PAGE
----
It's been 63 days since Trump took office, the apocolypse began, and 'the [American] people became the rulers of this nation again.' For Trump's administration, yesterday was supposed to be a defining moment of progress. On the seventh anniversary of Obamacare's passage into law, Republicans prepared to take their first solid step towards its repeal and replacement with the AHCA. Instead, yesterday was an embarrassing demonstration of Republican legislators' failure to get their shit together, and Trump closed the day by telling House representatives to either approve the ACA overhaul or reject it so he can focus on other issues. Trump's bill seeks to reduce the federal deficit by 337 billion and would increase the number of people without health insurance by 24 million by 2026. According to the Washington Post, the conservatives' embarrassing setback on Thursday 'gives every side opposed to this bill — and there are many — more time to digest what they hate most about it.'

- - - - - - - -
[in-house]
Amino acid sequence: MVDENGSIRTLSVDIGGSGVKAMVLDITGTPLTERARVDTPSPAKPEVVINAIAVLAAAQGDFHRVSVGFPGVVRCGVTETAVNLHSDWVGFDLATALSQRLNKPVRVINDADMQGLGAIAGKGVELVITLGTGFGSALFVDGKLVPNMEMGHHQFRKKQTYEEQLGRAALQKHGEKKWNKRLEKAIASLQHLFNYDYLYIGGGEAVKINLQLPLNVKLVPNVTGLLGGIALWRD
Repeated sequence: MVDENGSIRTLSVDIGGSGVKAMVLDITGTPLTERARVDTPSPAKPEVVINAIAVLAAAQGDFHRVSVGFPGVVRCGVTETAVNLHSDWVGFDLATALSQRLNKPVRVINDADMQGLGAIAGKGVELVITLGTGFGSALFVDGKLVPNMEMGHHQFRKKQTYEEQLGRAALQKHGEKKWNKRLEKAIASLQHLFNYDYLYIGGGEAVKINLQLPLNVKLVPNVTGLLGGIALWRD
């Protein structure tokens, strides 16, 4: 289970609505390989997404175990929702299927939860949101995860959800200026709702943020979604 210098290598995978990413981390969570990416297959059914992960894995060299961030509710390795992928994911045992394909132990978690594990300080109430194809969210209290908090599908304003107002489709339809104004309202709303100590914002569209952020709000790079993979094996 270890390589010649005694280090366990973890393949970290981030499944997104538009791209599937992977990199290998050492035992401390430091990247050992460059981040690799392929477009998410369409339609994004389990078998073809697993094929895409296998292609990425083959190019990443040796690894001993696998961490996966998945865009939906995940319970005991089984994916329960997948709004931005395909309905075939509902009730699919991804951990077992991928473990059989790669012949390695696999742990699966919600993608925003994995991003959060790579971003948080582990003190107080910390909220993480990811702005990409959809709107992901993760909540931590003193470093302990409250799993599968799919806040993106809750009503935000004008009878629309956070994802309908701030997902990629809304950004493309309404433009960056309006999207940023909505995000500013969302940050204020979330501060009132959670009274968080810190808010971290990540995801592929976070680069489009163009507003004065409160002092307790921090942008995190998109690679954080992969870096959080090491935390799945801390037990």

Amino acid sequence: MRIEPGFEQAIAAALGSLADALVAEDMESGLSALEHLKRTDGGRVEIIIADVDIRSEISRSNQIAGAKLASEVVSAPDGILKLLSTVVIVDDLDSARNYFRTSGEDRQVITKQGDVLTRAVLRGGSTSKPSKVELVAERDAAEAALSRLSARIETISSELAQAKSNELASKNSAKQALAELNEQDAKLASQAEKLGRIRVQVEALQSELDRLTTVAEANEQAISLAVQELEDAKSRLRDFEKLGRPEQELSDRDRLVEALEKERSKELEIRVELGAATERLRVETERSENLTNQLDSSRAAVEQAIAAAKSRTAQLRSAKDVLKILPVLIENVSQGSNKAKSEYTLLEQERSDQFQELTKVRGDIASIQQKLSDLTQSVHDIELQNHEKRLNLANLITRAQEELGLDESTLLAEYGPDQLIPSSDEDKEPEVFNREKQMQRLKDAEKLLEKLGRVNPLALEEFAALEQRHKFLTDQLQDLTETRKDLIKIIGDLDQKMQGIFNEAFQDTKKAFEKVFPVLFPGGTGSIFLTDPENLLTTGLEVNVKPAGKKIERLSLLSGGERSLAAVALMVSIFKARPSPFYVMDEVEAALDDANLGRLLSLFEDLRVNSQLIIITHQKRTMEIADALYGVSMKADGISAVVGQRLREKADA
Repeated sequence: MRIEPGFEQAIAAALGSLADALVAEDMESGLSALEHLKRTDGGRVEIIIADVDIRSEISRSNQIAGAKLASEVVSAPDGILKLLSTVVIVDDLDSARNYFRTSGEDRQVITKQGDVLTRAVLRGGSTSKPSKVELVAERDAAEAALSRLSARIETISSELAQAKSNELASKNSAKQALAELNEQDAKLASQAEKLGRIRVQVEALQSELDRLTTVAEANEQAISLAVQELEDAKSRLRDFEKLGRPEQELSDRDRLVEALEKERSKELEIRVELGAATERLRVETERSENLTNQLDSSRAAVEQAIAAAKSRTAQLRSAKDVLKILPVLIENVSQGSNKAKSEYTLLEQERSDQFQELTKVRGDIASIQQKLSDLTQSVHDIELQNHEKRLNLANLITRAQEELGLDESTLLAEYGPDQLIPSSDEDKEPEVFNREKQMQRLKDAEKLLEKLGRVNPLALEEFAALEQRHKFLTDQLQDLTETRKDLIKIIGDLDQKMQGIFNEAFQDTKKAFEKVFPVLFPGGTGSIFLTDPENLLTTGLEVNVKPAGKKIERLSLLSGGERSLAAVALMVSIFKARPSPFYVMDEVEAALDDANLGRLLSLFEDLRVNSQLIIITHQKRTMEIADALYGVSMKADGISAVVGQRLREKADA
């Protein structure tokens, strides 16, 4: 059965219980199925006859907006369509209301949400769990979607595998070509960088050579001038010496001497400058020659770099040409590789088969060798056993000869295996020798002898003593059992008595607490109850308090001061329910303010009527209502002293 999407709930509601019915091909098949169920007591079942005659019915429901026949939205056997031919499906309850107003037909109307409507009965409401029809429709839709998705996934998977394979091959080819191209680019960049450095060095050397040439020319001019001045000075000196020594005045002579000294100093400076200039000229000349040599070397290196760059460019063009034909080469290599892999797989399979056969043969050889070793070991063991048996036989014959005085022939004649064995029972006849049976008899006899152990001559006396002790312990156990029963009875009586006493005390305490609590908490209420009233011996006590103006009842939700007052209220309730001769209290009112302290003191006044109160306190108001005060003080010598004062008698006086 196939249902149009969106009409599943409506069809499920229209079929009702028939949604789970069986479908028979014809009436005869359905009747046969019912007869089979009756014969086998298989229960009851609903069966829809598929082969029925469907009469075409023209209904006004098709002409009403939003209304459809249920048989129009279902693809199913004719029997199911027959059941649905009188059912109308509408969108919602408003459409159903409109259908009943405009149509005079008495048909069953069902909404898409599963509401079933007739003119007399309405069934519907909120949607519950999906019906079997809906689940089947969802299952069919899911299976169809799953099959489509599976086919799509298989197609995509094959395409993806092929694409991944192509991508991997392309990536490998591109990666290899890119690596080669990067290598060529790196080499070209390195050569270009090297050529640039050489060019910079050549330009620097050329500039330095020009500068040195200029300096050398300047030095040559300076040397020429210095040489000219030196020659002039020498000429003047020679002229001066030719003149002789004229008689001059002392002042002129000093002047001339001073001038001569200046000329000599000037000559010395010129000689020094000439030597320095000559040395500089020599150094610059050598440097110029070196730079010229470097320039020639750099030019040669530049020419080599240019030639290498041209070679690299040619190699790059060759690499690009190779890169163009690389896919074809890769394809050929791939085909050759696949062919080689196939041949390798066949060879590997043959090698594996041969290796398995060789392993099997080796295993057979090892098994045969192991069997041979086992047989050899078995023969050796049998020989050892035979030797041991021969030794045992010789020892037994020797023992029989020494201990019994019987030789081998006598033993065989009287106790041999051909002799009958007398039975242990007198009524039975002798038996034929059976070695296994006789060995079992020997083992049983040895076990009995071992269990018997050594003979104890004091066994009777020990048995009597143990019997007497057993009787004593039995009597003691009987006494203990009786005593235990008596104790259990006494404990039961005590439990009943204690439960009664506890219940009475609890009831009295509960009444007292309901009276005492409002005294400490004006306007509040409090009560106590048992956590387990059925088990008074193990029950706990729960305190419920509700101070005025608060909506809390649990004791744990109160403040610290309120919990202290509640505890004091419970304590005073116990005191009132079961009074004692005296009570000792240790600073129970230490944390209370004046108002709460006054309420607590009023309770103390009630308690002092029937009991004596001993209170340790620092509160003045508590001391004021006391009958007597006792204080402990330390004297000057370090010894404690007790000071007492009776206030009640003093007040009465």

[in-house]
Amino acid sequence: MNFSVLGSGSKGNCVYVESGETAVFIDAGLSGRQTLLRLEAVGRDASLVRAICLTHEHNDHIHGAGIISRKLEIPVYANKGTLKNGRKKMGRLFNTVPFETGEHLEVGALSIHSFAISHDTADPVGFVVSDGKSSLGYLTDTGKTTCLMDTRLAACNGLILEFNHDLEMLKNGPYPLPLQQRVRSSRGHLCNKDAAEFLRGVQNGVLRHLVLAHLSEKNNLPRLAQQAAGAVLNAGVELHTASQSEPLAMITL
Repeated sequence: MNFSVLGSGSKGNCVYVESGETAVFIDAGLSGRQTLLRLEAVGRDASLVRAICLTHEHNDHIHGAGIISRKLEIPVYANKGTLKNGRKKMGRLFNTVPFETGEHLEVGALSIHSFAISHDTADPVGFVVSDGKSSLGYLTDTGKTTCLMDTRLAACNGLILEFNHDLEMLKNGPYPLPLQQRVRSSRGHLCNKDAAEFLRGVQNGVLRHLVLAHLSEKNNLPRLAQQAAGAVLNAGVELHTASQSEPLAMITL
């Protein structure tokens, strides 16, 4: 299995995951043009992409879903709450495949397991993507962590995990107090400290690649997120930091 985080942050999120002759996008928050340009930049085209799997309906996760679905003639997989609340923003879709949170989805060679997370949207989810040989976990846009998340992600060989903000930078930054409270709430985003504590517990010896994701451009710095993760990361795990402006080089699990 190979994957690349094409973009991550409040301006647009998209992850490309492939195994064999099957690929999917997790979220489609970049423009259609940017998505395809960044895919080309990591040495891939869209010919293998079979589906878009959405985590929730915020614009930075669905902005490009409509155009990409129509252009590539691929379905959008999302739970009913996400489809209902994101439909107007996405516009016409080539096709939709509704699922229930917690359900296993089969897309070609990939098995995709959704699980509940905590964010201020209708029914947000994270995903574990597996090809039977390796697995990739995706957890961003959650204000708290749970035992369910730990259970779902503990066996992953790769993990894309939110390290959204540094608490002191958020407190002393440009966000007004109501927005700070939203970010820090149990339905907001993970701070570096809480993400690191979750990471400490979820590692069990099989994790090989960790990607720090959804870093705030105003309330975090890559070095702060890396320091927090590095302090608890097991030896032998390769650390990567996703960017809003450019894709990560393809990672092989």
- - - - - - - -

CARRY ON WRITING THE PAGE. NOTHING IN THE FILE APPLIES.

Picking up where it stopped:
So we picked out the conservative comments on healthcare that we hate most.
1. 'What about men having to purchase prenatal care? I'm just... is that not correct? And should they?' -Rep. John Shimkus (R-Ill.)
During a debate on March 9th in the House Energy and Commerce Committee, Democratic Rep. Mike Doyle (Pa.) began interrogating Shimkus on his issues with Obamacare's health-insurance plan requirements. These requirements stipulate that all health plans cover 'essential benefits,' like prescription drugs, hospital and doctor visits, pregnancy, and child birth. Shimkus' response shows that his issue with Obamacare is its cost on men, and that once again, GOP legislators refuse to acknowledge that insurance works by pooling risks. This risk pool is why, like men pay for the potentiality of prenatal care on their plans, women pay for prostate exams and Viagra on theirs.
2. "Well, I think if you're an older man, you can generally say you're not going to need maternity care." -White House Press Secretary Sean Spicer
I can generally say that women are not going to need prostate exams or Viagra, either. But health care policies that separate risks jeopardize anyone on the financial margins.